First Ride: 2006 Suzuki V-Strom 1000 GT review

Suzuki's V-Strom never hit the big time but it's been a solid seller, loved by owners. But is it any good on a blast to France?

This review is part of the Monster Trailies Lap France mega-test review. Click the link for the rivals.

I'm glad to get out of our rats' nest hotel on the outskirts of wherever and hit the bloody road. This is becoming as much a test of personal endurance as of motorcycles but we've got a job to do and I have to stay positive. I've got enough Codeine to stun an entire Columbian platoon so my back shouldn't cause serious problems, I have an unusually mellow hangover and I happen to be riding the most comfortable bike in this pack, which also happens to be fitted with heated grips. Result.

Comfort is pretty much the only consideration when huge distances lie ahead. Thirty years of motorcycling has had a punishing effect on my brittle chassis so I'm relieved to be heading out (into what will be another very long day in the saddle) on the Suzuki V-Strom. With the exception of the Buell, all the bikes here are fit for the long haul, but the Suzuki narrowly pips its competitors in the comfort stakes. The relationship between the screen, bars, seat and foot pegs is spot-on and makes for a perfectly relaxed riding position.

It's always uplifting to start the day with quality Tarmac and that's precisely how it begins: smooth, fast, twisty and mainly dry. I know all the others are smiling behind their visors too as the monotonous damp horror of the previous day's travel quickly evaporates. Comfort is the obvious ace in Suzuki's pack, but it'll handle aggressive bend slinging without getting flustered. It's fair to say that it hardly excels in any other department, but nor does it disappoint - it just gets on with it, quietly, competently and without fuss.

Fun aside, we know we have to maximise the rain break and find our fabled waterside campsite. After all, the V-Strom's luggage bears the tools of the experienced outdoorsman - including electric inflatable bed and my entire personal travel knife collection: 2 x cooking, 1 x hunting, 1 x fighting, 1 x throwing. I'd forgotten my axe (left it on the ferry) but I've a blade for most occasions.

This of course means getting back on the motorway and hightailing it over to Tours for provisions and deranged campfire shenanigans. The Suzuki is restricted by luggage-based aerodynamics to a cruising speed of around 95mph (above 105mph it develops into a weave). This speed works well though, because you get an acceptable balance of wind noise, buffeting and fuel consumption - the latter averaging out at 40mpg, which is impressive for a 1000cc bike with full luggage, and good for a minimum of 150 miles between fuel stops.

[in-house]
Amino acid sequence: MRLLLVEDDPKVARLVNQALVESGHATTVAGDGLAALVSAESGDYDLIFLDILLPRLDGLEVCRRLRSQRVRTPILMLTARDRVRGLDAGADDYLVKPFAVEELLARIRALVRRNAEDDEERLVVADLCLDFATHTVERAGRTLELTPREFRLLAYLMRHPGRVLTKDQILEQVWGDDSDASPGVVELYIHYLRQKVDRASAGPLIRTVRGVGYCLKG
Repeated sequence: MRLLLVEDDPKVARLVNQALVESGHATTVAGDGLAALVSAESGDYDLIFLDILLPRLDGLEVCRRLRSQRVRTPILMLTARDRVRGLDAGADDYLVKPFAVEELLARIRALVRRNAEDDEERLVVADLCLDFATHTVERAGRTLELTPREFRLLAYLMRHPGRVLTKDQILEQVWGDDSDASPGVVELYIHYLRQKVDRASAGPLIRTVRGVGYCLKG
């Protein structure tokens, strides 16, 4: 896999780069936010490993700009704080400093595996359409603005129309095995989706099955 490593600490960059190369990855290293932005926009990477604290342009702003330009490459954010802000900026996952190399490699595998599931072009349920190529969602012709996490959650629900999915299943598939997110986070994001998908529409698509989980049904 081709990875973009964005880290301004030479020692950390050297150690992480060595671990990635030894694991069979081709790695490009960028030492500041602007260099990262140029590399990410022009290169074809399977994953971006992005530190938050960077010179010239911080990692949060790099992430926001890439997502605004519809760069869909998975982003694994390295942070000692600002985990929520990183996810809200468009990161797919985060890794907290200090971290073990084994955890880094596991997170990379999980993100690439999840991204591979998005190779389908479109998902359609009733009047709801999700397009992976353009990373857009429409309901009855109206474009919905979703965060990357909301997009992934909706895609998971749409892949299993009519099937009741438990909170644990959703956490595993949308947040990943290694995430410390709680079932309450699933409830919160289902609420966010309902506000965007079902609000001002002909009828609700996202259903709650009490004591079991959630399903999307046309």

As happy as I am snugly ensconced on the Suzuki with the grips set at half heat, motorways inevitably become a drag - if you're on them for long enough - because there's nothing to do but get it done. Thankfully, Niall is clearly getting bored too, so he lays on some comical entertainment for the troops by whacking traffic cones with his army-styled KTM panniers.

A good clout sends them pirouetting skywards but landing back where they started, the right way up. It's great being an adult and going on road trips with idiots.

Having been separated from the rest of the group during a series of failed covert speed traps, I eventually find them in a Tours hypermarket shopping irresponsibly like frenzied hogs. Armed with boxes of wood, meat, coal, wine and a king sized duvet, we look like a bunch of city dimwits on a Duke of Edinburgh picnic. I bite my tongue and focus on cramming as many wine boxes into the Suzuki as possible - this had better turn into a booze-fuelled Deliverance-styled nightmare or I just might throw the mother of all tantrums.

With its ample panniers visibly bulging, we trundle across the car park and almost reach the exit before the top box groans and pops its lid open. Alex, with all the patience of a racing Cobra, has done his usual disappearing act and shot off Dakar-style into the rush hour throng. I think I see him bobbing and weaving through distant traffic, perching on the Ulysses like a monkey on horseback. But my back pains flare up suddenly and I'm distracted, rummaging like a madman for more Codeine. So within two minutes we're separated and lost. But soon I'm back on track and happily ignoring my fast developing twitch - accelerating hard onto a dual carriageway, blissfully ignorant of my wide-open pannier that's rapidly shedding meat and glass and knives and chillies straight into the eyes of my fellow commuters. Urry kindly stops and rescues what he can as I perspire quietly at the roadside, preparing to re-pack sensibly one last time.

I'm grateful for the calming influence of the Suzuki and am fully composed as we arrive at our home for the night. On one side a beautiful slow flowing river, butterflies, otters and fishing boats. On the other, a dual carriageway, juggernauts, factories and murderers. Perfect. I'm sure we'll be visited by junkies and weirdos throughout the night so I get the wine open fast. If you hang out with Hearn for any period of time, you'll learn a lot about inexpensive (and revolting) French wine so I'm pretty hardened to it. I'm not, however, so used to the effect of gut-rot vin rouge blended with three types of painkillers, so this is where my memory becomes patchy. Suffice to say that anything you read about my behaviour on this fateful night is probably untrue.

So let's end on a positive. Although the Suzuki's fuelling is a little fluffy under 3000rpm and it's not so happy cruising at stupidly high speeds, it is well balanced, comfortable, practical and capable. It's also, given the extras, a hell of a bargain.